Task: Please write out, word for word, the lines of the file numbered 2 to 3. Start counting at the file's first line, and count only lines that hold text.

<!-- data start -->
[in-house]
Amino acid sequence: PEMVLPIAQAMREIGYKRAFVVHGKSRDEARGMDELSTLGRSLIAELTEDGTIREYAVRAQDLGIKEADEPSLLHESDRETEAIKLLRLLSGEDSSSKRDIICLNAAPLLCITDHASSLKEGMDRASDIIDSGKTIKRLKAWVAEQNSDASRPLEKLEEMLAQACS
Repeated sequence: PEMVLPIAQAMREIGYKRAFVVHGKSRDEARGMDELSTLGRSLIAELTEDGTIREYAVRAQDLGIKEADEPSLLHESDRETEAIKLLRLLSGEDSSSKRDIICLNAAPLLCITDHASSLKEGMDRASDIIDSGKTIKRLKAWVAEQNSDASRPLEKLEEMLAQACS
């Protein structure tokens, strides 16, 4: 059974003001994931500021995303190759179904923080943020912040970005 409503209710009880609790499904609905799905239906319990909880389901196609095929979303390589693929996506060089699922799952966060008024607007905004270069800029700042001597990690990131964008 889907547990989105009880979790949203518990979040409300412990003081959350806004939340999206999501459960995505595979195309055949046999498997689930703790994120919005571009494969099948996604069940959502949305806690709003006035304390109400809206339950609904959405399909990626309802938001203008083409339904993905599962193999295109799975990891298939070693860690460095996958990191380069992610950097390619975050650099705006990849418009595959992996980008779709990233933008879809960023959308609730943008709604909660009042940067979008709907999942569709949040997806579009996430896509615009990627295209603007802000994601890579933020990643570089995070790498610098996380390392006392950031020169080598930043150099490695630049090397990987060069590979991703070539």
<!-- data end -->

Amino acid sequence: PEMVLPIAQAMREIGYKRAFVVHGKSRDEARGMDELSTLGRSLIAELTEDGTIREYAVRAQDLGIKEADEPSLLHESDRETEAIKLLRLLSGEDSSSKRDIICLNAAPLLCITDHASSLKEGMDRASDIIDSGKTIKRLKAWVAEQNSDASRPLEKLEEMLAQACS
Repeated sequence: PEMVLPIAQAMREIGYKRAFVVHGKSRDEARGMDELSTLGRSLIAELTEDGTIREYAVRAQDLGIKEADEPSLLHESDRETEAIKLLRLLSGEDSSSKRDIICLNAAPLLCITDHASSLKEGMDRASDIIDSGKTIKRLKAWVAEQNSDASRPLEKLEEMLAQACS